Müllerian agenesis has been associated with variants of galactose-1-phosphate uridyltransferase (GALT) enzyme. This finding suggests that increased exposure to galactose is responsible for abnormal Müllerian development.10
Other theories about genetic disorders include abnormalities in MIS (Müllerian Inhibitory Substance) gene, loss of function mutation in WNT4 gene and abnormalities of HOXA9-HOXA13 genes. However, none of these have been consistently associated.

In case of MRKH syndrome, the patient may present with primary amenorrhea. In cases of a bicornuate uterus, patient may complain of dysmenorrhea. In cases of a vertical vaginal septum, the patient may come with the complaint that a tampon is unable to stop menstrual flow. In case of an obstructive vaginal septum, the patient may complain of dyspareunia.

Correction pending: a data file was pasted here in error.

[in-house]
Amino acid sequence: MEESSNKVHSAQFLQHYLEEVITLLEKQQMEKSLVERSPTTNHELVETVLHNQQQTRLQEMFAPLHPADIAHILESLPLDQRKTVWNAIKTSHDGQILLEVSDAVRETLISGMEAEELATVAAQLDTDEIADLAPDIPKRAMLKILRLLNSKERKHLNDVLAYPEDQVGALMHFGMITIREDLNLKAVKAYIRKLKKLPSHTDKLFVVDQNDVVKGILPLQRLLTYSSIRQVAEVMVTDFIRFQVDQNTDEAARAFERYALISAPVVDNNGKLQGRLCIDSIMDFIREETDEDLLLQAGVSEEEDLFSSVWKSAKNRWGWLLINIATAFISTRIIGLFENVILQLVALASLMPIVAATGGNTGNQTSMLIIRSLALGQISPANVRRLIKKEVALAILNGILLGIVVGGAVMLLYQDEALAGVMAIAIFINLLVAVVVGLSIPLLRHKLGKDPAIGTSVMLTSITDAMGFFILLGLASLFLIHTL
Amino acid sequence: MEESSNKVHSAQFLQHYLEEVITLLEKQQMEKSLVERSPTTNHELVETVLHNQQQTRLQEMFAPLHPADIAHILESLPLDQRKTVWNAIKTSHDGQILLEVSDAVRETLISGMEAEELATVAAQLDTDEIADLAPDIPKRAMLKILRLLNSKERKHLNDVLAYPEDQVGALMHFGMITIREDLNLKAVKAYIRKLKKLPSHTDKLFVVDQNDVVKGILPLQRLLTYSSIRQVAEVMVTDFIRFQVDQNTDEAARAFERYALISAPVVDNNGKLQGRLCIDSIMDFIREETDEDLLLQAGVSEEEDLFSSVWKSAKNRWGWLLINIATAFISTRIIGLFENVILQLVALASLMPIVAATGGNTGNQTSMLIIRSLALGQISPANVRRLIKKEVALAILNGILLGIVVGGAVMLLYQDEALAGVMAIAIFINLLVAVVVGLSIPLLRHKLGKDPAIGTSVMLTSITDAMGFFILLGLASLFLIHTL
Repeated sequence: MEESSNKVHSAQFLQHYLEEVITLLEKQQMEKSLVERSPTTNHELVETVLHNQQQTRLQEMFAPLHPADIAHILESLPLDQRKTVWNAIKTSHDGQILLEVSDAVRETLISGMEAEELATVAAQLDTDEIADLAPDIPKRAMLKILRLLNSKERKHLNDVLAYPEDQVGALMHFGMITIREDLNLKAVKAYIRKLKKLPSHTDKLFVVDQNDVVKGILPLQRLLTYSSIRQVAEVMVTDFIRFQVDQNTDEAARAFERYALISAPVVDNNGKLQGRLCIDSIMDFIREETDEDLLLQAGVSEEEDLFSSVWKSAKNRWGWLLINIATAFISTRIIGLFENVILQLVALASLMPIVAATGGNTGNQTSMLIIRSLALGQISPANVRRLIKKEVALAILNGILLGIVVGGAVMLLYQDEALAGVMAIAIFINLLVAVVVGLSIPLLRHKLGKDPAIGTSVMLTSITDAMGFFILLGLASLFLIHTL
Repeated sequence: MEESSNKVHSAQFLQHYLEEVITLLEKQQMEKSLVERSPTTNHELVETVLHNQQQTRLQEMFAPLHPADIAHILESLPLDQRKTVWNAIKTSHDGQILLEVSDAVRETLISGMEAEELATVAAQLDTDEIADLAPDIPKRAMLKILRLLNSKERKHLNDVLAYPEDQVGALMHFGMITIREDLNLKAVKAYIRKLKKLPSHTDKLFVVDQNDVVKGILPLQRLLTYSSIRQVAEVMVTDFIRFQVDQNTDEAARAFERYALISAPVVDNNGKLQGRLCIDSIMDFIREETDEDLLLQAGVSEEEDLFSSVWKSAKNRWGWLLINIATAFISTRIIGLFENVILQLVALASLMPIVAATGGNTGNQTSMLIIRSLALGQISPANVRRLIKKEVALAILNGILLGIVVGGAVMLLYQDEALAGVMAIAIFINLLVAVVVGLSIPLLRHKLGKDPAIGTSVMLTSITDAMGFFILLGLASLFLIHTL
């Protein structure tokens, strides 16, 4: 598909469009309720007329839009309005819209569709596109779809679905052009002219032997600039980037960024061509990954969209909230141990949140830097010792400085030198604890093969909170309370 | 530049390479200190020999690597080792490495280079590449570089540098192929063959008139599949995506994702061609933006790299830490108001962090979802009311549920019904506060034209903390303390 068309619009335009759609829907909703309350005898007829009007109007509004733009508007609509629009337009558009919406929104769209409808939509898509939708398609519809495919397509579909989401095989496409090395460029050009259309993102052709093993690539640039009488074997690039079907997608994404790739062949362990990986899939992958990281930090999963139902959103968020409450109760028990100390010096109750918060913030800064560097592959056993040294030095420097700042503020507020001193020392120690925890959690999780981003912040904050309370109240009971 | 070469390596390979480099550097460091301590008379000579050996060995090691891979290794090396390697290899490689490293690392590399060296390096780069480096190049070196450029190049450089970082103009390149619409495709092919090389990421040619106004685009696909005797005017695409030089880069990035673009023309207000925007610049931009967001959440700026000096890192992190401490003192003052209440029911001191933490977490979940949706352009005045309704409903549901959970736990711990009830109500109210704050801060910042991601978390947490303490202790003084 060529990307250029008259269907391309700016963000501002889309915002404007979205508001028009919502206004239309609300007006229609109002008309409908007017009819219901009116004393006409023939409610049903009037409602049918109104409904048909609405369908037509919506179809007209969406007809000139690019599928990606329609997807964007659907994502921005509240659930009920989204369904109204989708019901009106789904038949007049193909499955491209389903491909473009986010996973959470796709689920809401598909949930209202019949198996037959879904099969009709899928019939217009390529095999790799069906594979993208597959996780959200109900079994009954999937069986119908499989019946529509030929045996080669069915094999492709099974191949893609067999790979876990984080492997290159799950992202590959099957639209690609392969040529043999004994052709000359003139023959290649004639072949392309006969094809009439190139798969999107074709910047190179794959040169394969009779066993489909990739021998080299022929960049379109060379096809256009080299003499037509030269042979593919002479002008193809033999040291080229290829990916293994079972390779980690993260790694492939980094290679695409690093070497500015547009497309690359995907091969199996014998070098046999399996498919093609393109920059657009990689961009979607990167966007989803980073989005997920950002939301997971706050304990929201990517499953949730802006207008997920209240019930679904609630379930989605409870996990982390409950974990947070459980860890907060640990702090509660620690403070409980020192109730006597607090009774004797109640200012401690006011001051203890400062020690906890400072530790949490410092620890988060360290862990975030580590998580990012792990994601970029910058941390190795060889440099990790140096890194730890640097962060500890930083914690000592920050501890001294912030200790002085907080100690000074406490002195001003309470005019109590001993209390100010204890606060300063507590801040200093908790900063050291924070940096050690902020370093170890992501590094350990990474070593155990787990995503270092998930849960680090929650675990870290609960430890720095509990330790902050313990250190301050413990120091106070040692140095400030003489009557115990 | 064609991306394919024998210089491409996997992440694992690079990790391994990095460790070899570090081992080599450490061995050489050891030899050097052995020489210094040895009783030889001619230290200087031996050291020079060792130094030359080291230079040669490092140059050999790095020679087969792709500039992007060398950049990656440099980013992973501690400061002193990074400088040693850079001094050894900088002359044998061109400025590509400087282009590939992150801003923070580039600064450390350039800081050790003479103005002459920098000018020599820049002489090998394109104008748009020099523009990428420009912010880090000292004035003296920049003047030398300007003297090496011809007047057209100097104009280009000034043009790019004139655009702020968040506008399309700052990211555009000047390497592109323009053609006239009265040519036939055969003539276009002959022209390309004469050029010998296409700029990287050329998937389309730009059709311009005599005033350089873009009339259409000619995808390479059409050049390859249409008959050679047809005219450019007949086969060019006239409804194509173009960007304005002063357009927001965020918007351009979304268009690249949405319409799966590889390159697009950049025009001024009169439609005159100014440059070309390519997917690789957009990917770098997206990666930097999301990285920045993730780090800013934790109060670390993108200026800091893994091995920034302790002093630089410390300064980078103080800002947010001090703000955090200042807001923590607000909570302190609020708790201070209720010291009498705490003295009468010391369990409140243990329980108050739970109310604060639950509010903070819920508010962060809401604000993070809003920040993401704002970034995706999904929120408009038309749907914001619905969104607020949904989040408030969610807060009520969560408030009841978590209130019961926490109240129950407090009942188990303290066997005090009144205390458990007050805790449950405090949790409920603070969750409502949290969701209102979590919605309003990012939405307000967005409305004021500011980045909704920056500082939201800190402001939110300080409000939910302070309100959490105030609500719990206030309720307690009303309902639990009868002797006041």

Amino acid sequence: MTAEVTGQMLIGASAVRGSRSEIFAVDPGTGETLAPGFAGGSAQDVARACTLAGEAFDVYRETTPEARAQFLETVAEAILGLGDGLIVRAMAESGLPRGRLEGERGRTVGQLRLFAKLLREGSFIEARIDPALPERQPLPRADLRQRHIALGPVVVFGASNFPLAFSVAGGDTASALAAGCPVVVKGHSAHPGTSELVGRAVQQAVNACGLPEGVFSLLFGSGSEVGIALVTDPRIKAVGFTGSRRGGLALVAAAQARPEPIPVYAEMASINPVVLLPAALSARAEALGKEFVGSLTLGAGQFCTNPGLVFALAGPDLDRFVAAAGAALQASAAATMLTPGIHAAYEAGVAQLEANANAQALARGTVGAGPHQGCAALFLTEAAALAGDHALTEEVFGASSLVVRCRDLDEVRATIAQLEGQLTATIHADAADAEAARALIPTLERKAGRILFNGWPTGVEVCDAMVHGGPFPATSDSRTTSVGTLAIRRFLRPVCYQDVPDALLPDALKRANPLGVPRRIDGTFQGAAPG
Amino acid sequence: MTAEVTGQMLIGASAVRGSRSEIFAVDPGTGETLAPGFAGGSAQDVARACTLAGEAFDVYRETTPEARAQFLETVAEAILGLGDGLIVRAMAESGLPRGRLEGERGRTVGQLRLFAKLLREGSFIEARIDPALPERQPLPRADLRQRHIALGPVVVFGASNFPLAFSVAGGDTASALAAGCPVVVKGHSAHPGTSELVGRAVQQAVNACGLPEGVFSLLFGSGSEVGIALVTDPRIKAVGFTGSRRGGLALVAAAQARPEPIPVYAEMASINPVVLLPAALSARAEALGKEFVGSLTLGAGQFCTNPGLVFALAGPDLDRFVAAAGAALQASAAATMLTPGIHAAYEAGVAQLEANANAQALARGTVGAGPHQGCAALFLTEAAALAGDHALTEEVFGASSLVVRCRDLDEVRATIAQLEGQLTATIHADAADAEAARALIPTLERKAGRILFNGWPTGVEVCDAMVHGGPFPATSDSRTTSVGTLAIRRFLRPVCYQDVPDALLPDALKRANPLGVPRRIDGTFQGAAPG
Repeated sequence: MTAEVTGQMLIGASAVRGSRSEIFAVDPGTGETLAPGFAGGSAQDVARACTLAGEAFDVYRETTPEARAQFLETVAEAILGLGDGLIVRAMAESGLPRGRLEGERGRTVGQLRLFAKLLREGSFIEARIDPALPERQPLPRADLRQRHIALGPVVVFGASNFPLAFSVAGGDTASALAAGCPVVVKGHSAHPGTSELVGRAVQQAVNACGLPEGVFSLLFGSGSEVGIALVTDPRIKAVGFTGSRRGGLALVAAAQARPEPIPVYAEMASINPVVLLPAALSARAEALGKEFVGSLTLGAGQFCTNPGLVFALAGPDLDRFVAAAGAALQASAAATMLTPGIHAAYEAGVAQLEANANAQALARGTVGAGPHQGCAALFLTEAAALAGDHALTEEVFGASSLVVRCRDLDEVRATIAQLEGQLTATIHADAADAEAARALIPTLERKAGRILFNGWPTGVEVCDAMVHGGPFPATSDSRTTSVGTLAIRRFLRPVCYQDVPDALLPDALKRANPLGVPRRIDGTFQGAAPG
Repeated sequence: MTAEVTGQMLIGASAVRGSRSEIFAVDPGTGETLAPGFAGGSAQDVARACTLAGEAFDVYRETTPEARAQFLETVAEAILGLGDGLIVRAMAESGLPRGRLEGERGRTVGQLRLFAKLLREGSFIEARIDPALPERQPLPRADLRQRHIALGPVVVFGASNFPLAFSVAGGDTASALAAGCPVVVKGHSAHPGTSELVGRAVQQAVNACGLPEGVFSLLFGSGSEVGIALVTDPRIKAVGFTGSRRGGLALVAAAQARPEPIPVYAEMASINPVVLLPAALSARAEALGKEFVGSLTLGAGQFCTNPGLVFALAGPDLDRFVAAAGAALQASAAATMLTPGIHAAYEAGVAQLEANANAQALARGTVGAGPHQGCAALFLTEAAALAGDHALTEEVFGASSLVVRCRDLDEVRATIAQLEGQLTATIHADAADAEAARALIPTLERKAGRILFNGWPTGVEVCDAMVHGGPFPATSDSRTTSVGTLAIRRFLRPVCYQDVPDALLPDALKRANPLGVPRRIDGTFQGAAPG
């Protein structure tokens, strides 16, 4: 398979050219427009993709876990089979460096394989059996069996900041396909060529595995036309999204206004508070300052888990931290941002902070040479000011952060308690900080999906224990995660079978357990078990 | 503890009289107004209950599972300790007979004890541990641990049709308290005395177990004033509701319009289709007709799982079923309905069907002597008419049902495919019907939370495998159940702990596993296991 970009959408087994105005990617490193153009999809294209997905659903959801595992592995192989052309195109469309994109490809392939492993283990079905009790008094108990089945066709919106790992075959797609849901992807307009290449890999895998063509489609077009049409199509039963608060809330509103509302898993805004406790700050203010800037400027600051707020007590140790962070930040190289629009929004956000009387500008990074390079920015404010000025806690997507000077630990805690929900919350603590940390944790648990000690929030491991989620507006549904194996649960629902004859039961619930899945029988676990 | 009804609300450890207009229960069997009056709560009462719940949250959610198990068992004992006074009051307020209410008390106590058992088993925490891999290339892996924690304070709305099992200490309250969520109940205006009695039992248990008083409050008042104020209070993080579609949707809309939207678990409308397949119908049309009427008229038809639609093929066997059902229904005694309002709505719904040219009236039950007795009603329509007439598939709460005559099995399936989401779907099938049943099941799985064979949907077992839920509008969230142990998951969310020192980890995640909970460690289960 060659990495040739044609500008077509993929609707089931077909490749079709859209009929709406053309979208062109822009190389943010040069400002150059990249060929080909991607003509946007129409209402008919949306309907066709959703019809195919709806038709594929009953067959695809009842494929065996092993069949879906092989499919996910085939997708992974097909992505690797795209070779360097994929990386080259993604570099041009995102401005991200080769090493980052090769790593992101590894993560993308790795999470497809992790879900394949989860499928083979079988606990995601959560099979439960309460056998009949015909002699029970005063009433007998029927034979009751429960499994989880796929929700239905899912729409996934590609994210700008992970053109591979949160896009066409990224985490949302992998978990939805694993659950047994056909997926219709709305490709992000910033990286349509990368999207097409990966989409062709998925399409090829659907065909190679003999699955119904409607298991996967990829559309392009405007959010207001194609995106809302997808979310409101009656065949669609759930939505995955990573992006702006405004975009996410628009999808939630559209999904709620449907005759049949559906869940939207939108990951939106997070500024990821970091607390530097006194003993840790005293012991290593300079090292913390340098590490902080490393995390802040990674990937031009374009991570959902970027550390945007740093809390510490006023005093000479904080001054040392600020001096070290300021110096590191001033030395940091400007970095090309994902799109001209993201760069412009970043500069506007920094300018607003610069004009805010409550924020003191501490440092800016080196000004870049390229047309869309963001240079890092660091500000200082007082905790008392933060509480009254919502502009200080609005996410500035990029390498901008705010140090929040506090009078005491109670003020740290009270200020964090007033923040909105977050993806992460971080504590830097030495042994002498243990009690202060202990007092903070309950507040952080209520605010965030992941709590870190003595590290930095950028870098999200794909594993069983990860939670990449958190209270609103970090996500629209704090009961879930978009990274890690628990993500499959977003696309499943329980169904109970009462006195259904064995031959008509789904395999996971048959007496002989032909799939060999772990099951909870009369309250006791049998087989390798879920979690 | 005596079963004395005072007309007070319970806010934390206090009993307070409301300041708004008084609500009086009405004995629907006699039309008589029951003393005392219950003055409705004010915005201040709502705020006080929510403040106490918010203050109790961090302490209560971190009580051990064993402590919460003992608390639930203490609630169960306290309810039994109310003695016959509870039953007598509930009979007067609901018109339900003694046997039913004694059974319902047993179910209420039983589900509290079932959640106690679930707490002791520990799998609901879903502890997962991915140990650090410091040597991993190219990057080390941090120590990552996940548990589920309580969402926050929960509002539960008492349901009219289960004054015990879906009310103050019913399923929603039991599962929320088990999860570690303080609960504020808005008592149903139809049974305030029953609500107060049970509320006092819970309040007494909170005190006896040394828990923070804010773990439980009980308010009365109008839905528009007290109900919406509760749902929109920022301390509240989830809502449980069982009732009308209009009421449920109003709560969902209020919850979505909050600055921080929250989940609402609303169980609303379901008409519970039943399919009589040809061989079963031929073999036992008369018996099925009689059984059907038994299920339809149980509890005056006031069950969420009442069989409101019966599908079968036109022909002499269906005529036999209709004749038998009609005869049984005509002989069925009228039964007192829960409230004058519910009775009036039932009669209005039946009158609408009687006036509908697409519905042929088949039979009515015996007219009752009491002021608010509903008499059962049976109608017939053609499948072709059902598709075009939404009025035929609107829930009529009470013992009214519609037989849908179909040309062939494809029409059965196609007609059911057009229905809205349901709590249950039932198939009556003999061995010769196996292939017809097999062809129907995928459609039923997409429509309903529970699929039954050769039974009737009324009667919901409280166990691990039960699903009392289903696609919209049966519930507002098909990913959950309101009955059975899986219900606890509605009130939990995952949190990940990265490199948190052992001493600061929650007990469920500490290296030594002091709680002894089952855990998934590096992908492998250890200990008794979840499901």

Clinical Examination
Per speculum examination may reveal vaginal septum or duplication of cervix. Bimanual examination may help in identifying another horn.

This has been the classical tool for diagnosis of the uterine anomalies (Figure 1). When the classic picture of the uterus with two fallopian tubes is seen, Müllerian abnormalities are almost ruled out.

Figure 1 HSG image of bicornuate uterus

Standard Sonography